Yeezus and Me


Kanye West has never been known for his modesty.

The talented rapper, perhaps as well known for his awards-ceremony interruptions as for his considerable artistry, has a penchant for comparing himself to Jesus, from his infamous Rolling Stone cover (where he wears a crown of thorns) to his 2013 album Yeezus, where he tells his listeners “I am a god/Even though I’m a man of God.”

So perhaps it was just a matter of time before someone gave West a starring turn in the Bible itself.

You can now buy something called The Book of Yeezus—essentially the book of Genesis with all references to God replaced with “Kanye” or “Yeezus.” Its makers (who have no affiliation with the rapper) call it both “interventionist art” and a “coffee-table novelty.”

The Book of Yeezus is a creative vision, bound in gold leaf-etched black leather, that details the story of Genesis–for the new age,” its makers say on the website. “In its foreword, we explore our culture’s state of religiosity and its capacity for wonder. How does spirituality, an evolutionary reflex, manifest in a digitized world? Why does Kanye West take such outsized significance in the lives of many?”

Many Christian culture watchers were unimpressed.

Yeesus-blogMIDDLEThe Book of Yeezus is not art or novelty,” wrote Jennifer LeClaire for Charisma News. “It’s foolish and blasphemous. The website, which features a photo of the 37-year-old West glaring at onlookers, urges visitors to buy with the line, ’20 Dolla, 20 Dolla, Get ’em while they hot!'”

LeClaire’s right: The book is blasphemous. And the concept is provocative, too. It reminds me of our very human inclination to want to make ourselves into gods.

“You can safely assume you’ve created God in your own image when it turns out that God hates all the same people you do,” wrote Anne Lamott. There’s truth in that for many of us. Sometimes when we dive into Scripture, we look to confirm what we already believe to be true. We look to support our political beliefs. We look for ammunition to shame someone. We don’t want our own problems or predilections challenged by what we read … and yet if we read carefully, they invariably are. The Bible can be an extraordinarily uncomfortable book to study. And lots of us—either for a morning or a lifetime—steer clear of the uncomfortable bits.

Thomas Jefferson, a deist, notoriously cut-and-stitched together his own Bible—one that deleted Jesus’ resurrection, His miracles and most hints of anything supernatural. And throughout the culture, we see a desire to take our own societal scissors to the book and turn it into something more palatable for the 21st Century. Secular pundits often say that Christianity must change with the times if it hopes to stay relevant.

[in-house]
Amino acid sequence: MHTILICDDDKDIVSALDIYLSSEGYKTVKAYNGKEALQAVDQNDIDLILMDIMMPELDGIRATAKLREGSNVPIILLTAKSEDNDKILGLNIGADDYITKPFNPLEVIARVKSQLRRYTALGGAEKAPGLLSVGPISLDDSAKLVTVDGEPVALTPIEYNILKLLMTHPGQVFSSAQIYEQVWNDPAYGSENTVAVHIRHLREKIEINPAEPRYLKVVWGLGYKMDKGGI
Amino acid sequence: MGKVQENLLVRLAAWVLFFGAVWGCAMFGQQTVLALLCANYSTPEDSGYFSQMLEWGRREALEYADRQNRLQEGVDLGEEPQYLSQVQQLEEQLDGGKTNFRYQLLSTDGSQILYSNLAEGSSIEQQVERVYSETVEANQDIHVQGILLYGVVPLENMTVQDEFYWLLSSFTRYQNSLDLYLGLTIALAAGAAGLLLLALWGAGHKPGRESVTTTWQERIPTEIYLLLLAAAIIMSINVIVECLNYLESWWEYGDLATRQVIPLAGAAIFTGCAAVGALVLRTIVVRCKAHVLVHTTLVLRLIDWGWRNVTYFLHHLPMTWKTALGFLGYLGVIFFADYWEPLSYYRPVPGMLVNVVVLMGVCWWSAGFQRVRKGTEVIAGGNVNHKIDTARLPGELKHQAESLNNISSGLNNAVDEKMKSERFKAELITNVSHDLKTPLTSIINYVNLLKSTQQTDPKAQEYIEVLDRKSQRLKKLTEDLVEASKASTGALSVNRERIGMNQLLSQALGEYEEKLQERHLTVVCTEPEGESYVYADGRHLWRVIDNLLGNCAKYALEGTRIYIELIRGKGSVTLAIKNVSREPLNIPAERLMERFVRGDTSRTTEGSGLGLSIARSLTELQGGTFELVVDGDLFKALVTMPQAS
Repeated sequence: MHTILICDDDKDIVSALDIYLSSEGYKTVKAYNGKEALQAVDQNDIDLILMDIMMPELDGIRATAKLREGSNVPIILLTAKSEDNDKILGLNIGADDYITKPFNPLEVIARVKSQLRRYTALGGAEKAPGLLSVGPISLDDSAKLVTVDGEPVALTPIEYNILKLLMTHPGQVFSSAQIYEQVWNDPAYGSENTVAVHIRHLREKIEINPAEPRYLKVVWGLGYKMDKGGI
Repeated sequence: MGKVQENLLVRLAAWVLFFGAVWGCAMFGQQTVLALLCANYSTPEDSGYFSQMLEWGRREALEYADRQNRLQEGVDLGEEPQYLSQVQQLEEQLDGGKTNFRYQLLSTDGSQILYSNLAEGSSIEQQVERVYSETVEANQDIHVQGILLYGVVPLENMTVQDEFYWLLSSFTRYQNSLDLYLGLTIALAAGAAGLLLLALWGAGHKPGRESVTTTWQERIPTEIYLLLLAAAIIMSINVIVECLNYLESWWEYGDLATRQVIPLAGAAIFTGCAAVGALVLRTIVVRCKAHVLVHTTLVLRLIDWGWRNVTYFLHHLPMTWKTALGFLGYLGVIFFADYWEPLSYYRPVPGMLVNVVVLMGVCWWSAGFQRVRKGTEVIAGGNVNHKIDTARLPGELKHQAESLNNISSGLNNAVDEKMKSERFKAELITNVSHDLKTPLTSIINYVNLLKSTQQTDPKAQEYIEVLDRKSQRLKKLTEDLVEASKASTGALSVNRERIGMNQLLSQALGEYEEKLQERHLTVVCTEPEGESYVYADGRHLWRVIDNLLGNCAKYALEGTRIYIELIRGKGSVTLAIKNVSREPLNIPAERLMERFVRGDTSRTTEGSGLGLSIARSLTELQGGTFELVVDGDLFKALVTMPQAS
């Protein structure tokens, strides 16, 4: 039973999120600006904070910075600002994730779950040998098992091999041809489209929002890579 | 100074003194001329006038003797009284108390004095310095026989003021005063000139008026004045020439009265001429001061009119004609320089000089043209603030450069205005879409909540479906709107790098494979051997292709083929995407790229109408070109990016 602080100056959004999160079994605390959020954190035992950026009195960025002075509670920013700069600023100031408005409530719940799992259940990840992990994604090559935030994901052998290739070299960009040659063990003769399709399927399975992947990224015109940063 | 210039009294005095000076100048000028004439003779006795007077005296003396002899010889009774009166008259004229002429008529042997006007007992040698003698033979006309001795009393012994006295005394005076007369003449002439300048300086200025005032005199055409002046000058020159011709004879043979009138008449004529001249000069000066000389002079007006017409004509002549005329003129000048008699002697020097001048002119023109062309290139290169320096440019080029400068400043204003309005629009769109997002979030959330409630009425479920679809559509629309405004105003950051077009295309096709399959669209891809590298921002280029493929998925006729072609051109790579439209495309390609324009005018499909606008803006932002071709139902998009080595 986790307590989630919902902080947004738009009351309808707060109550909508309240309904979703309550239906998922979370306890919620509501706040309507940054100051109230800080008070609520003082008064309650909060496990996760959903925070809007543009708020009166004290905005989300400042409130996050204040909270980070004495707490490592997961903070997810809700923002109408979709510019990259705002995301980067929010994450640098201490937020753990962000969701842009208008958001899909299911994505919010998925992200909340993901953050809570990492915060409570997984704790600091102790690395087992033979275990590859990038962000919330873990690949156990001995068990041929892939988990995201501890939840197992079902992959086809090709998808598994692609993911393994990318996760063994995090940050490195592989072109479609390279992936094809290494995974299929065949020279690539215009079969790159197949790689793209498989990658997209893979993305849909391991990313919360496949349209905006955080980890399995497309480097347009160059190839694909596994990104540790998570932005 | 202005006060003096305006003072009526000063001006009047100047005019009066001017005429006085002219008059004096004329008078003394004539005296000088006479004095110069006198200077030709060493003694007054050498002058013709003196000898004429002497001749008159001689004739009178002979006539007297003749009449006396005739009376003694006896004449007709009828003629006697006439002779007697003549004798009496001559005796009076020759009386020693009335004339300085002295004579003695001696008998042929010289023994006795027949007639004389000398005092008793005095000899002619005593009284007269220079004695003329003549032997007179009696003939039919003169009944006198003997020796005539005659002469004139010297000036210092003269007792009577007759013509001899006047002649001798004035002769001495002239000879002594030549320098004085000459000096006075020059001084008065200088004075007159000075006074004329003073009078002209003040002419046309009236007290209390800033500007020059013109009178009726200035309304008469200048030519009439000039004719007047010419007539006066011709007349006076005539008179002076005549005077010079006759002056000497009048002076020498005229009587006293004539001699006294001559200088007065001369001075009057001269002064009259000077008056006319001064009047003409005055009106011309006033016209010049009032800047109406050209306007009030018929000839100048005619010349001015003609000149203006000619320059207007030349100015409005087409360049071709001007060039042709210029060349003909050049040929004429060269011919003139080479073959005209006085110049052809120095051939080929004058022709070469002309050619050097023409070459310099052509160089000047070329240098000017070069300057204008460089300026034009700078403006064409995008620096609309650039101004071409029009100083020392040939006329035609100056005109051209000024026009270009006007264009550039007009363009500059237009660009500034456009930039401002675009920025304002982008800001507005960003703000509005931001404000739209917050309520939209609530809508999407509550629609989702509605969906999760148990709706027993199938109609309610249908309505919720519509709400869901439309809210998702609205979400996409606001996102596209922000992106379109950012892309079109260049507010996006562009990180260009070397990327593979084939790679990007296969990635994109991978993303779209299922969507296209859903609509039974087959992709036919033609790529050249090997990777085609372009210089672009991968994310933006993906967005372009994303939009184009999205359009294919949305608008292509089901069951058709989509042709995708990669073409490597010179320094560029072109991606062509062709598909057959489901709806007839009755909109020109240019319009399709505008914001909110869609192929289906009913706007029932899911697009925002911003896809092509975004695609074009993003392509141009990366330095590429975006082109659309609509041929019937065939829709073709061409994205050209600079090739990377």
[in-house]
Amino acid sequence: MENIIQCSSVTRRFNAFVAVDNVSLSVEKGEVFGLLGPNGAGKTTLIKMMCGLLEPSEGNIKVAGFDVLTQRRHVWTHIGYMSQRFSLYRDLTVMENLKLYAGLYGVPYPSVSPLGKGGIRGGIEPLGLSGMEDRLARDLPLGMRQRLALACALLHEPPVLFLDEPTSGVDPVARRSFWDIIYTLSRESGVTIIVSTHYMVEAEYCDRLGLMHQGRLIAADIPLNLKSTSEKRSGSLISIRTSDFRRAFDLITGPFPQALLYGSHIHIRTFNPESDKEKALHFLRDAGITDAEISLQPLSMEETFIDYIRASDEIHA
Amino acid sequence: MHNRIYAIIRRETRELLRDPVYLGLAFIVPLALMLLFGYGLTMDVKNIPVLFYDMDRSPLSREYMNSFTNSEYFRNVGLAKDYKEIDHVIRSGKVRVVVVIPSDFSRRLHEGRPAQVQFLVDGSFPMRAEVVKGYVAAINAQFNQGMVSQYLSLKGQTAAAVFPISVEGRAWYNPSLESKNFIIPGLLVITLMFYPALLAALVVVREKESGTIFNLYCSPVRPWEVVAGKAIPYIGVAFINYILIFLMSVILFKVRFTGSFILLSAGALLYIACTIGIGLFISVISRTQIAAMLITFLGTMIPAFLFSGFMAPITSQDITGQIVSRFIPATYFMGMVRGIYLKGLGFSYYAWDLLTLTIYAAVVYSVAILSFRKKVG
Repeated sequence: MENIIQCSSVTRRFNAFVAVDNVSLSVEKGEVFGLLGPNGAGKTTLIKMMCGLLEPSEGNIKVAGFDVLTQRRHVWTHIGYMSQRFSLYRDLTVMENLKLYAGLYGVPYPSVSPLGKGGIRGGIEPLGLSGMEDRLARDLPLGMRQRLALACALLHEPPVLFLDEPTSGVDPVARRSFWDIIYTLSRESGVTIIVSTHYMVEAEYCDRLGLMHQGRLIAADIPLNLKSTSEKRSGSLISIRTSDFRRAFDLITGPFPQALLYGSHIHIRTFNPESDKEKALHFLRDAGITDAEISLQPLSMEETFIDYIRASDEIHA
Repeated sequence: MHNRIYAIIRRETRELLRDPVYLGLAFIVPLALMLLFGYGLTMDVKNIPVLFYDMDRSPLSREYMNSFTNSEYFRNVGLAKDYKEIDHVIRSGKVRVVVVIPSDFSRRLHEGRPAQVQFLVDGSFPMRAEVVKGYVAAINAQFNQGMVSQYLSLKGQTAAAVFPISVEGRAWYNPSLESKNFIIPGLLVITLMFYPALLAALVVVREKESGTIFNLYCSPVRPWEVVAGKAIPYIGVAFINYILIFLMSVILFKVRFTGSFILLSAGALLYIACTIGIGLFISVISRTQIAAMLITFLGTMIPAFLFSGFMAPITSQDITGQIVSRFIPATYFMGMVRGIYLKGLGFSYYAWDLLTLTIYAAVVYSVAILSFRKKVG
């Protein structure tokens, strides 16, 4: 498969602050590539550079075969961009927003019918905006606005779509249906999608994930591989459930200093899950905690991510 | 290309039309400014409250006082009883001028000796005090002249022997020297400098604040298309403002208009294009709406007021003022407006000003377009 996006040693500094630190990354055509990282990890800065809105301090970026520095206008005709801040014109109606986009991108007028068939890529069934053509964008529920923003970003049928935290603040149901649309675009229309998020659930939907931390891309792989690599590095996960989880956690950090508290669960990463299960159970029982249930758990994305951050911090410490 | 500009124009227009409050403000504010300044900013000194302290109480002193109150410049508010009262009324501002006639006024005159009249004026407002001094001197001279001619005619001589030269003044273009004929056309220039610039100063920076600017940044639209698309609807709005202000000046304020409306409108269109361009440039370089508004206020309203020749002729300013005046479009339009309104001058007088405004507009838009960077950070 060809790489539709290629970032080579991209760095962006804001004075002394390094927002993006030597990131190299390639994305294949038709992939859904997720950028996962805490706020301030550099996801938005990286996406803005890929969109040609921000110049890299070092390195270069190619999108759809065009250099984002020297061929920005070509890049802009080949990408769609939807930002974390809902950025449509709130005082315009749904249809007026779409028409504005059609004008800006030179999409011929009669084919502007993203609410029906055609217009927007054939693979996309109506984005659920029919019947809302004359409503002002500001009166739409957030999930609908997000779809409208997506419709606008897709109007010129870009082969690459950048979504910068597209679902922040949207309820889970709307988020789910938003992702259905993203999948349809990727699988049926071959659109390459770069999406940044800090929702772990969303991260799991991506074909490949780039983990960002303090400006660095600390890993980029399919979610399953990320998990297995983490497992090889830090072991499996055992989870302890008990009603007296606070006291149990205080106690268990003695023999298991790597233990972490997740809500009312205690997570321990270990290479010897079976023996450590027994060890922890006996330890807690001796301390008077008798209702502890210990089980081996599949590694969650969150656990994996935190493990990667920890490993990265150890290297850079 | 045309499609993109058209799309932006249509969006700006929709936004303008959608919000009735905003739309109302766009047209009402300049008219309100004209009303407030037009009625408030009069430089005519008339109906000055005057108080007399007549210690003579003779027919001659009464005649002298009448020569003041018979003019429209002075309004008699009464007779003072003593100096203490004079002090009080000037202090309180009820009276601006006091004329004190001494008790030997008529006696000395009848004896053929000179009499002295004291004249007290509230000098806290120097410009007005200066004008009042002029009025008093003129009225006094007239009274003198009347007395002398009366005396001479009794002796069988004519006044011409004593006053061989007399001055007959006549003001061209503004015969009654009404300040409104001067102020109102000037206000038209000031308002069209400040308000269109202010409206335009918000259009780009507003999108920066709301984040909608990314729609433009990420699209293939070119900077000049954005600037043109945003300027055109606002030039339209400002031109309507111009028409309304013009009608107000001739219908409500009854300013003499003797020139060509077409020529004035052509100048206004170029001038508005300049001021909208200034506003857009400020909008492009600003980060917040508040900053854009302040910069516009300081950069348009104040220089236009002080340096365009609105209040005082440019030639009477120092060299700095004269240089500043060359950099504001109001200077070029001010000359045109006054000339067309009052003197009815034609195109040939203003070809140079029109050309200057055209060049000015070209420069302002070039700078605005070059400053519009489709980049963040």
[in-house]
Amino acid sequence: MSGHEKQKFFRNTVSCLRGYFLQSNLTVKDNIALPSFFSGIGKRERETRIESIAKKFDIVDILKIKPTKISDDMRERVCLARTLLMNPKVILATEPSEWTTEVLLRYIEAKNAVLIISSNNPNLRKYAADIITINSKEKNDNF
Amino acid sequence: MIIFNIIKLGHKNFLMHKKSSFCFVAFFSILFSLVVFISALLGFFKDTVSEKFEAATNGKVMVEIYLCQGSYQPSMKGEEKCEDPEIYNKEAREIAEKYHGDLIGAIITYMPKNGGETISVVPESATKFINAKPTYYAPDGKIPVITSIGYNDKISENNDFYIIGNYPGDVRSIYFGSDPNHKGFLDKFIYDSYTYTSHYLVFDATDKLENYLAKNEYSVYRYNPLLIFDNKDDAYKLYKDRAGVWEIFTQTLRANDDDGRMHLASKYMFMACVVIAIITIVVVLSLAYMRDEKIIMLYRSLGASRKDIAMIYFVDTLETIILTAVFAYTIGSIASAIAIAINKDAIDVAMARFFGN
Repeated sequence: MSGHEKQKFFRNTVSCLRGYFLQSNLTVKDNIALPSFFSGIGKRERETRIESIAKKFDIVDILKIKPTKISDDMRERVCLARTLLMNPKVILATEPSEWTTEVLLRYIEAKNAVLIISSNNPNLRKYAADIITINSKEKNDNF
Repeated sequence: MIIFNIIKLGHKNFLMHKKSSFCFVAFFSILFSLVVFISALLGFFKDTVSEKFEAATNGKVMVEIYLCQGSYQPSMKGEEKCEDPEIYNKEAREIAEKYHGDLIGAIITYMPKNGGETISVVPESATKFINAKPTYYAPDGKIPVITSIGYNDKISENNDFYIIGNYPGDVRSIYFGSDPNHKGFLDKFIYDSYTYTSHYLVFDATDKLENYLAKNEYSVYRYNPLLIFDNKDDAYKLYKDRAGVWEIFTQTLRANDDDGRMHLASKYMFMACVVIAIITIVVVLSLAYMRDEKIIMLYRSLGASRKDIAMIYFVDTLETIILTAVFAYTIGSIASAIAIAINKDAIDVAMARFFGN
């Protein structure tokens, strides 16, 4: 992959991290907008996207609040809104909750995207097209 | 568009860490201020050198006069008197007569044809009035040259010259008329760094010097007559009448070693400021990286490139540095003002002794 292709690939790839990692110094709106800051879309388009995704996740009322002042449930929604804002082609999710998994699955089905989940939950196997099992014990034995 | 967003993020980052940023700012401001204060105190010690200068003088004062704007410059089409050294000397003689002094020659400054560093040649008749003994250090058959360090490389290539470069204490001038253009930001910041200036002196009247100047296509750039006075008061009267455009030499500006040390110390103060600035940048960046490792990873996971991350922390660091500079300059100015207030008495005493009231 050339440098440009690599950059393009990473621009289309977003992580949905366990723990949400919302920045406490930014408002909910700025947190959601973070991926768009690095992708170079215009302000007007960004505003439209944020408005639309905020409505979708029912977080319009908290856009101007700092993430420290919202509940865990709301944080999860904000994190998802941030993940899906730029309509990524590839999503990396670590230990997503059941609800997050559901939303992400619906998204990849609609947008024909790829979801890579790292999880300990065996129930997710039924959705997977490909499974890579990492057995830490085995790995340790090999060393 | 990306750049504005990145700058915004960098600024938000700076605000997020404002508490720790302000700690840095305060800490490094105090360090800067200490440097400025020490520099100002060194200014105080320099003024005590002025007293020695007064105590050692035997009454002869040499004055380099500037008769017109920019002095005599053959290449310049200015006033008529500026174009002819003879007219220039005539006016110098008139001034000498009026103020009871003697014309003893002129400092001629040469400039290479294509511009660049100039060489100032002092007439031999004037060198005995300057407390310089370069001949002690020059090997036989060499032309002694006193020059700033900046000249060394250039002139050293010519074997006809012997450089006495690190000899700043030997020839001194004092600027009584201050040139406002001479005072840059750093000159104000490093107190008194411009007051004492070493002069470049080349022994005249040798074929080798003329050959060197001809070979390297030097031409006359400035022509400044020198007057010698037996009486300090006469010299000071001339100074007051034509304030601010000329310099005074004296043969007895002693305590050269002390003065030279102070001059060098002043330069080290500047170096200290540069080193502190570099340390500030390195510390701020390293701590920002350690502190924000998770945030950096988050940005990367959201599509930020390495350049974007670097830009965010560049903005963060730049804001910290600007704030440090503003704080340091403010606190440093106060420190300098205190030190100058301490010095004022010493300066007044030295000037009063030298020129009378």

But Christianity has remained relevant precisely because of its stubborn adherence to the eternal. Lots of people don’t get that. Sometimes we Christians don’t get that. To be a Christian is to be out of step with the world at times. That’s a hard thing. But it’s what we must do. And to do anything else, to massage God’s Word to better fit our inclinations, ushers us into a spot where we play God.

“In the beginning was the Word,” we’re told in John 1:1. Changing that Word to fit our own image … well, that’s a problem. The Book of Yeezus is indeed blasphemous. But for me, it also shines a light on our celebrity-obsessed, self-worshipping culture … and how none of us are necessarily immune to sticking ourselves where God should be.

Who wrote this?

Paul Asay has been writing for Plugged In since 2007 and loves superheroes and finding God in unexpected places. In addition, Paul has also written several books, with his newest—Burning Bush 2.0—recently published by Abingdon Press. When Paul’s not reviewing movies, he hikes with his wife, Wendy, runs marathons with his grown kids, Colin and Emily, and beats back unruly houseplants. Follow him on Twitter @AsayPaul.

Have something to say? Leave a comment.

Anonymous More than 1 year ago
Great article. That Rolling Stone cover still irks me to this day. I realize more and more each day what a spiritual battle we face each day, especially those of us who grew up on secular music and movies, but are trying to live spirit-led lives.